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PEM (Privacy-Enhanced Mail)
Note: Many topics at this site are reduced versions of the text in "The Encyclopedia of Networking and Telecommunications." Search results will not be as extensive as a search of the book's CD-ROM.
To provide privacy of electronic mail, mechanisms are needed to assure both sender and receiver that messages are confidential, that messages are from an authentic source, that messages have not been altered or corrupted, and that the sender cannot repudiate (disown) the message.
PEM was one of the first standards for securing the text of e-mail messages. PEM was defined by the IETF as a way to encrypt 7-bit text messages. It also defined a hierarchical structure for distributing and verifying digital signatures. PEM specifies a public-key infrastructure for key exchange over large networks like the Internet. However, the specification was deficient and newer standards have been developed, as discussed under "PKI (Public-Key Infrastructure)."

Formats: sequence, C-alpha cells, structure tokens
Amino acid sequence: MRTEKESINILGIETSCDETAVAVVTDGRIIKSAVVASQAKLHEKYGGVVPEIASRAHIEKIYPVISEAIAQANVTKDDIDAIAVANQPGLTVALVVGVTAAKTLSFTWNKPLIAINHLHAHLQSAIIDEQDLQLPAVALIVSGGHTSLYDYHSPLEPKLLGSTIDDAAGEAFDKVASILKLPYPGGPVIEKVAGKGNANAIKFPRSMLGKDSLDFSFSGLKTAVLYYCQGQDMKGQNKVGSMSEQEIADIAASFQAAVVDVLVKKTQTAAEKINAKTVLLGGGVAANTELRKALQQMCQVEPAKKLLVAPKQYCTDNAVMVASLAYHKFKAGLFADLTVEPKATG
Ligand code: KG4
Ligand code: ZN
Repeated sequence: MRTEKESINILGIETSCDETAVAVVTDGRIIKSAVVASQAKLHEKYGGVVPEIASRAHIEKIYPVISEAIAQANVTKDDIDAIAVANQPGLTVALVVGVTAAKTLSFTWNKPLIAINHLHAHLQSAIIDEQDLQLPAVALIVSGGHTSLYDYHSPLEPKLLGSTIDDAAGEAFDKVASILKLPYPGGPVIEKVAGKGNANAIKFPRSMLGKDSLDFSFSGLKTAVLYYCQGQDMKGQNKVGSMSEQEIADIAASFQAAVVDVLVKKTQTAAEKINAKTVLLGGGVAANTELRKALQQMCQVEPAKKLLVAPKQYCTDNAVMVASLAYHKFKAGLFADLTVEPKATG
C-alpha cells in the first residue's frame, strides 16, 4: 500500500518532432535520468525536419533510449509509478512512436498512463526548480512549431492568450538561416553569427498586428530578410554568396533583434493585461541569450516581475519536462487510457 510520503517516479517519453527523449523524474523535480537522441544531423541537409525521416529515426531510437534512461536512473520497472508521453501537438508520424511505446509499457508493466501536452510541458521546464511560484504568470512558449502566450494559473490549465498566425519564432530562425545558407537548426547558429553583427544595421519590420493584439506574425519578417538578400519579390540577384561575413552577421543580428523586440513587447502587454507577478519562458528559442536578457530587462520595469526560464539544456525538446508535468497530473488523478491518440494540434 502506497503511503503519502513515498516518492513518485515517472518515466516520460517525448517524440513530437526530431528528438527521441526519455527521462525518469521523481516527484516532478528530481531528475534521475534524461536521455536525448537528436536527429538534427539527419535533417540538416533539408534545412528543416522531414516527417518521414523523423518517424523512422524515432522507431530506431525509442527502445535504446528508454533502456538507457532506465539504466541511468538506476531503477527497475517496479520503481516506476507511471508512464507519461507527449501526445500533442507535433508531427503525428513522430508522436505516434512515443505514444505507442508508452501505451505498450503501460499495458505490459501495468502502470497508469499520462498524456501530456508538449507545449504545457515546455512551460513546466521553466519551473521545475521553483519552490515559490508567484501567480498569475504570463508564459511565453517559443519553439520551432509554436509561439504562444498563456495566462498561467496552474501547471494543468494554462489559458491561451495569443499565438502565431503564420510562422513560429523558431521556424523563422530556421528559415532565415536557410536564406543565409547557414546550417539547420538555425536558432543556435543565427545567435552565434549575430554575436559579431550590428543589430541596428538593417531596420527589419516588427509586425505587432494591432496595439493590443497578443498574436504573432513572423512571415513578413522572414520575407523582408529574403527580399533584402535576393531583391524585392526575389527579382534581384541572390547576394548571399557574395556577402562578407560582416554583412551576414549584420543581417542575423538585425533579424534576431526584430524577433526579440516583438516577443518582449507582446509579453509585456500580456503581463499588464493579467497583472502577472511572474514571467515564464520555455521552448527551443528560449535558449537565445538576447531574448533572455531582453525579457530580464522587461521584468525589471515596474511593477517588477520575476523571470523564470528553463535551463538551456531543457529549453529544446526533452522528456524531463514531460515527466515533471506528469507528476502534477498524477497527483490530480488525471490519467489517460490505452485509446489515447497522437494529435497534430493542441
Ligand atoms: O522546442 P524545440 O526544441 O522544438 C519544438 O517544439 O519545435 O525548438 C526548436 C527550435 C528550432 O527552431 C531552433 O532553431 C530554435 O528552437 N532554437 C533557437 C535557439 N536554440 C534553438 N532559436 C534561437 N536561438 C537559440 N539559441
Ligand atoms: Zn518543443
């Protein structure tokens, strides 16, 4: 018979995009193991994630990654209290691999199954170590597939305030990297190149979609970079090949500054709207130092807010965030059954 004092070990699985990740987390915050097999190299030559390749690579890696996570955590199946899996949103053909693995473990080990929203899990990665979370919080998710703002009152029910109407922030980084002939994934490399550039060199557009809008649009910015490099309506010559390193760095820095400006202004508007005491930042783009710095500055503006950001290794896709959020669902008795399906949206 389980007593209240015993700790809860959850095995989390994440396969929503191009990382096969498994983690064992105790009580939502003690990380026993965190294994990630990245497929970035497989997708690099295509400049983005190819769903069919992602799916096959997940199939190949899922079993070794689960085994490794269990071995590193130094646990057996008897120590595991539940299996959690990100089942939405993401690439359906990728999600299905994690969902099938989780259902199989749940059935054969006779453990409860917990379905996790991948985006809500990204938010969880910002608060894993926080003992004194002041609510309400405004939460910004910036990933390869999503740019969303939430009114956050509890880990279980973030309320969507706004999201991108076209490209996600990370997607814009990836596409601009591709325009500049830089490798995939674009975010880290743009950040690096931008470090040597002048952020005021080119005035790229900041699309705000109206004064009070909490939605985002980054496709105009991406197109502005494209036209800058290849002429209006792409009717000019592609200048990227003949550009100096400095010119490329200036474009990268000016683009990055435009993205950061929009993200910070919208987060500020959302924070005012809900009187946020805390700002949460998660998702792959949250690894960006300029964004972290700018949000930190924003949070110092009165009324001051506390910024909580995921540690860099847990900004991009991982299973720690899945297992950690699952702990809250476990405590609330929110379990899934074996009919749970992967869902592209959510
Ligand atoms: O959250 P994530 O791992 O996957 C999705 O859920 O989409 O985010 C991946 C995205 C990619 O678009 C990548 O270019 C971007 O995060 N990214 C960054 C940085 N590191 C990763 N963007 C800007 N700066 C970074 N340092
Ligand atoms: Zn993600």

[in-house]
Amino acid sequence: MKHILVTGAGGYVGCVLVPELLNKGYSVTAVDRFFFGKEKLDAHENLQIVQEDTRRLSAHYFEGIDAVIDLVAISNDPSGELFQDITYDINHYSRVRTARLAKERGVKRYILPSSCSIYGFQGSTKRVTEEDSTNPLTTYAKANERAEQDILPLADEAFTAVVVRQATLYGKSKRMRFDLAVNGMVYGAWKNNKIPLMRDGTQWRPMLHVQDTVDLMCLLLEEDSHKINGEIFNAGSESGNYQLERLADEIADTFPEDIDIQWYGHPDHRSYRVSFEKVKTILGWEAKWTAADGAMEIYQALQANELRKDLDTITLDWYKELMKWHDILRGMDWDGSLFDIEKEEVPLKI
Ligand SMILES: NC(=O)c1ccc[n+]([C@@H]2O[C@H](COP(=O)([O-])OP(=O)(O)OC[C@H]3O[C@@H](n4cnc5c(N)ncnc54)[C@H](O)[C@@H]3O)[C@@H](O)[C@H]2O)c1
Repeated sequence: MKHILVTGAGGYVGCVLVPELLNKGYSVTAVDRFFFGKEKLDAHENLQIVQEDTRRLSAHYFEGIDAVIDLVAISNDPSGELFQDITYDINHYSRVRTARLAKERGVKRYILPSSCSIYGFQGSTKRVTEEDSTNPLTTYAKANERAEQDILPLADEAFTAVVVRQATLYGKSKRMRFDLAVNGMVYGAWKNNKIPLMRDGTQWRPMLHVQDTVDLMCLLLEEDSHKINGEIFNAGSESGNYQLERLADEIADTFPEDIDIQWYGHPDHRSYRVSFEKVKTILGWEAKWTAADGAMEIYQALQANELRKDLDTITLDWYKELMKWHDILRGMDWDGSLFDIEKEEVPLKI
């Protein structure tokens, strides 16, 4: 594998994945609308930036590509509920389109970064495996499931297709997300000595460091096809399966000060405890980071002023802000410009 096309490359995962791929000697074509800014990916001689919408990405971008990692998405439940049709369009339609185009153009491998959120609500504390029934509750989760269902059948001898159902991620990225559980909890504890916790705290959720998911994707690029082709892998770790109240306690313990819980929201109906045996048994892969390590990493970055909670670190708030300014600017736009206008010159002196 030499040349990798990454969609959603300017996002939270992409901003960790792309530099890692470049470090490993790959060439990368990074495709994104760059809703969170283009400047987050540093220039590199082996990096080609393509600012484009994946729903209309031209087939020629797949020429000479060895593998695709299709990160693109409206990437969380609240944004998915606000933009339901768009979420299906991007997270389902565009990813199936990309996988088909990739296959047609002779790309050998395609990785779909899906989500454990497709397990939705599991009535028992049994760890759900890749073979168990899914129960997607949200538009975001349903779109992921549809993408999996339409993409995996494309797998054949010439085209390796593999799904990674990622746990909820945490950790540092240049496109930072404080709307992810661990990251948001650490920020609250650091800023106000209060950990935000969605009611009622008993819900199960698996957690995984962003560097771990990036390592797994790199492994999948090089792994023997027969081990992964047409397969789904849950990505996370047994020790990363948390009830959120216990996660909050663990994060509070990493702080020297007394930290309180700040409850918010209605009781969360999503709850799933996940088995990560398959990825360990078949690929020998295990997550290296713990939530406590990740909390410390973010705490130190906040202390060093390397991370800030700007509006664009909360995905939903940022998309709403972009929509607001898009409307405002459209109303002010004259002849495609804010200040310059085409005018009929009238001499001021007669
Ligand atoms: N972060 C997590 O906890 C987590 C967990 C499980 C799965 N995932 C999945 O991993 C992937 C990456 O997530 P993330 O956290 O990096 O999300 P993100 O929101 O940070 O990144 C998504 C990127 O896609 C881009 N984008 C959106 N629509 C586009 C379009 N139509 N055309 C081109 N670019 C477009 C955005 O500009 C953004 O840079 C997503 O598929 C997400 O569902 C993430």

When MIME (Multipurpose Internet Mail Extension) was introduced as a way to add binary attachments to e-mail, PEM became less important because of its support for only 7-bit text messages. PEM was then extended with MOSS (MIME Object Security Standard), a protocol with PEM compatibility and support for MIME attachments. However, MOSS is difficult to implement and use. S/MIME is a de facto standard for securing mail messages that can replace PGP (Pretty Good Privacy) and PEM (Privacy-Enhanced Mail). See "MIME (Multipurpose Internet Mail Extension)" for more information.
Copyright (c) 2001 Tom Sheldon and Big Sur Multimedia.